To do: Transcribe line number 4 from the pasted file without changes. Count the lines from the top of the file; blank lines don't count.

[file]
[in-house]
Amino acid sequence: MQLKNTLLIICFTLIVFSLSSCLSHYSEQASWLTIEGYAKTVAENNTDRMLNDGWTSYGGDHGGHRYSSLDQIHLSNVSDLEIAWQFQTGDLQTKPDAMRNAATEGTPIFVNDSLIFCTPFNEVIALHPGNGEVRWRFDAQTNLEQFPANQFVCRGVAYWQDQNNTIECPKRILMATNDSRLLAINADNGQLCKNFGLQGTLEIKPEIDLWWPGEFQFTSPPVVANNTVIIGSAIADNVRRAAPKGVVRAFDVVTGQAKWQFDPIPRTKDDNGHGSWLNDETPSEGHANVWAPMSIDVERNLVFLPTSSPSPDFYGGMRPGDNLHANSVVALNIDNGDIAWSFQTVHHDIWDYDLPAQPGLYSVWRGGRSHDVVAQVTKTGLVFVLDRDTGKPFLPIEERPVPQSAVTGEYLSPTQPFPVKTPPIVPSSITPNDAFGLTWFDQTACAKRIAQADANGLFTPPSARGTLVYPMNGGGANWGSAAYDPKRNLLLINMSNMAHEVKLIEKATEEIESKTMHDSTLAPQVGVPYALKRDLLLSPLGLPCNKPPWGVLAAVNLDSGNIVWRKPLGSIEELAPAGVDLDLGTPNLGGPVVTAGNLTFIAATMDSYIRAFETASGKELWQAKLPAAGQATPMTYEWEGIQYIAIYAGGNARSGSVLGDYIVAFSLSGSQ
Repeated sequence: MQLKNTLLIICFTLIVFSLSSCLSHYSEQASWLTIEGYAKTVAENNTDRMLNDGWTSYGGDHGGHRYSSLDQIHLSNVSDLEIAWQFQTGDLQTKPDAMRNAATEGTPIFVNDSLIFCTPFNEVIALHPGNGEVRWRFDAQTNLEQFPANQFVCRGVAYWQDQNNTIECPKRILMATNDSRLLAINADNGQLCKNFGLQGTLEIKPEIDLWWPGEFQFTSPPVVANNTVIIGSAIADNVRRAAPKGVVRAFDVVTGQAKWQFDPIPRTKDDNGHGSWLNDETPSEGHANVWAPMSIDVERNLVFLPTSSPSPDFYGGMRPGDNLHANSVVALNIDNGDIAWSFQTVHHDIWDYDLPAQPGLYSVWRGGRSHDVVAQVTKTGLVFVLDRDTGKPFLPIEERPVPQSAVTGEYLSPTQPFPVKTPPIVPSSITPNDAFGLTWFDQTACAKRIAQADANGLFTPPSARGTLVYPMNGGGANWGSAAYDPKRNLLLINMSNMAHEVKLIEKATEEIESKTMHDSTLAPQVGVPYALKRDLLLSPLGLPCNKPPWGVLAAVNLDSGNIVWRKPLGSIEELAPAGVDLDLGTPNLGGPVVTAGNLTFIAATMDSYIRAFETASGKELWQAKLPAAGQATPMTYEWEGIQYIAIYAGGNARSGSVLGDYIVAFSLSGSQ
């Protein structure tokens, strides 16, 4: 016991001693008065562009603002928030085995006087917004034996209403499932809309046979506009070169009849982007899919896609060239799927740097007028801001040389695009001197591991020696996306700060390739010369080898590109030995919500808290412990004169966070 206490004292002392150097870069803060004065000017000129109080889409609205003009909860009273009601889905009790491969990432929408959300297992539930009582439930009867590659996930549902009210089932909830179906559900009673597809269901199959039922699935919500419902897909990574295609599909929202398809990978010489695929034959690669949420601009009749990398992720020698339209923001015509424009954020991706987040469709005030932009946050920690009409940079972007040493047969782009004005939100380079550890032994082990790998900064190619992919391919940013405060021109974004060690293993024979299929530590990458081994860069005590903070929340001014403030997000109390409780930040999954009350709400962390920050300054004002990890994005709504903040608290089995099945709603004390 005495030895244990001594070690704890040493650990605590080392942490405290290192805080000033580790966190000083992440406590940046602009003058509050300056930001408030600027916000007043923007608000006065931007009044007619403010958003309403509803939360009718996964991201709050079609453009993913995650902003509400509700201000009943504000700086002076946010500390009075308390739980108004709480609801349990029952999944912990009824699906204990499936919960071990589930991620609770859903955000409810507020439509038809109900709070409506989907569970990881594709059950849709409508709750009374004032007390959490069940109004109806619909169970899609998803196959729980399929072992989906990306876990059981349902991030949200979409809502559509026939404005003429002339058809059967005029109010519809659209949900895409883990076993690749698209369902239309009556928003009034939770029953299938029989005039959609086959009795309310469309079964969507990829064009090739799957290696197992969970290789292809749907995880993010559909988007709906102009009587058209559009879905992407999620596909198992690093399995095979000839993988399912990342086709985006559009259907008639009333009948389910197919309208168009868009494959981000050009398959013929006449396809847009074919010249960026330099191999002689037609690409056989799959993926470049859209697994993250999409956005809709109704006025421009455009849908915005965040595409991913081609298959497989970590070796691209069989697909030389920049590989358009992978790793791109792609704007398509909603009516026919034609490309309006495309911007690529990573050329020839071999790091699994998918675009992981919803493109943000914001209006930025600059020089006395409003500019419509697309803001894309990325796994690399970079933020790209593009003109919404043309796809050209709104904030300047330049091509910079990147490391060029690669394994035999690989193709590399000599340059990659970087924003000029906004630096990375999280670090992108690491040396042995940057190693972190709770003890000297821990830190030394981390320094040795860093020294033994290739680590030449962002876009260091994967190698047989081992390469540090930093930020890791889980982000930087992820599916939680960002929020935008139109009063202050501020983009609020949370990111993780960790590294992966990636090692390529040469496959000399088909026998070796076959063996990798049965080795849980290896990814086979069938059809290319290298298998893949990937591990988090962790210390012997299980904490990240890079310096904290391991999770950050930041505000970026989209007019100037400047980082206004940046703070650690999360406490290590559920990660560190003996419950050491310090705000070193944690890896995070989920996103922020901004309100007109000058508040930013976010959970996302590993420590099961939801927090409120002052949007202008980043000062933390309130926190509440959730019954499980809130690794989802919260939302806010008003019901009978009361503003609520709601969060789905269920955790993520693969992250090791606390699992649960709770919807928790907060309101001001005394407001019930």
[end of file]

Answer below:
């Protein structure tokens, strides 16, 4: 016991001693008065562009603002928030085995006087917004034996209403499932809309046979506009070169009849982007899919896609060239799927740097007028801001040389695009001197591991020696996306700060390739010369080898590109030995919500808290412990004169966070 206490004292002392150097870069803060004065000017000129109080889409609205003009909860009273009601889905009790491969990432929408959300297992539930009582439930009867590659996930549902009210089932909830179906559900009673597809269901199959039922699935919500419902897909990574295609599909929202398809990978010489695929034959690669949420601009009749990398992720020698339209923001015509424009954020991706987040469709005030932009946050920690009409940079972007040493047969782009004005939100380079550890032994082990790998900064190619992919391919940013405060021109974004060690293993024979299929530590990458081994860069005590903070929340001014403030997000109390409780930040999954009350709400962390920050300054004002990890994005709504903040608290089995099945709603004390 005495030895244990001594070690704890040493650990605590080392942490405290290192805080000033580790966190000083992440406590940046602009003058509050300056930001408030600027916000007043923007608000006065931007009044007619403010958003309403509803939360009718996964991201709050079609453009993913995650902003509400509700201000009943504000700086002076946010500390009075308390739980108004709480609801349990029952999944912990009824699906204990499936919960071990589930991620609770859903955000409810507020439509038809109900709070409506989907569970990881594709059950849709409508709750009374004032007390959490069940109004109806619909169970899609998803196959729980399929072992989906990306876990059981349902991030949200979409809502559509026939404005003429002339058809059967005029109010519809659209949900895409883990076993690749698209369902239309009556928003009034939770029953299938029989005039959609086959009795309310469309079964969507990829064009090739799957290696197992969970290789292809749907995880993010559909988007709906102009009587058209559009879905992407999620596909198992690093399995095979000839993988399912990342086709985006559009259907008639009333009948389910197919309208168009868009494959981000050009398959013929006449396809847009074919010249960026330099191999002689037609690409056989799959993926470049859209697994993250999409956005809709109704006025421009455009849908915005965040595409991913081609298959497989970590070796691209069989697909030389920049590989358009992978790793791109792609704007398509909603009516026919034609490309309006495309911007690529990573050329020839071999790091699994998918675009992981919803493109943000914001209006930025600059020089006395409003500019419509697309803001894309990325796994690399970079933020790209593009003109919404043309796809050209709104904030300047330049091509910079990147490391060029690669394994035999690989193709590399000599340059990659970087924003000029906004630096990375999280670090992108690491040396042995940057190693972190709770003890000297821990830190030394981390320094040795860093020294033994290739680590030449962002876009260091994967190698047989081992390469540090930093930020890791889980982000930087992820599916939680960002929020935008139109009063202050501020983009609020949370990111993780960790590294992966990636090692390529040469496959000399088909026998070796076959063996990798049965080795849980290896990814086979069938059809290319290298298998893949990937591990988090962790210390012997299980904490990240890079310096904290391991999770950050930041505000970026989209007019100037400047980082206004940046703070650690999360406490290590559920990660560190003996419950050491310090705000070193944690890896995070989920996103922020901004309100007109000058508040930013976010959970996302590993420590099961939801927090409120002052949007202008980043000062933390309130926190509440959730019954499980809130690794989802919260939302806010008003019901009978009361503003609520709601969060789905269920955790993520693969992250090791606390699992649960709770919807928790907060309101001001005394407001019930």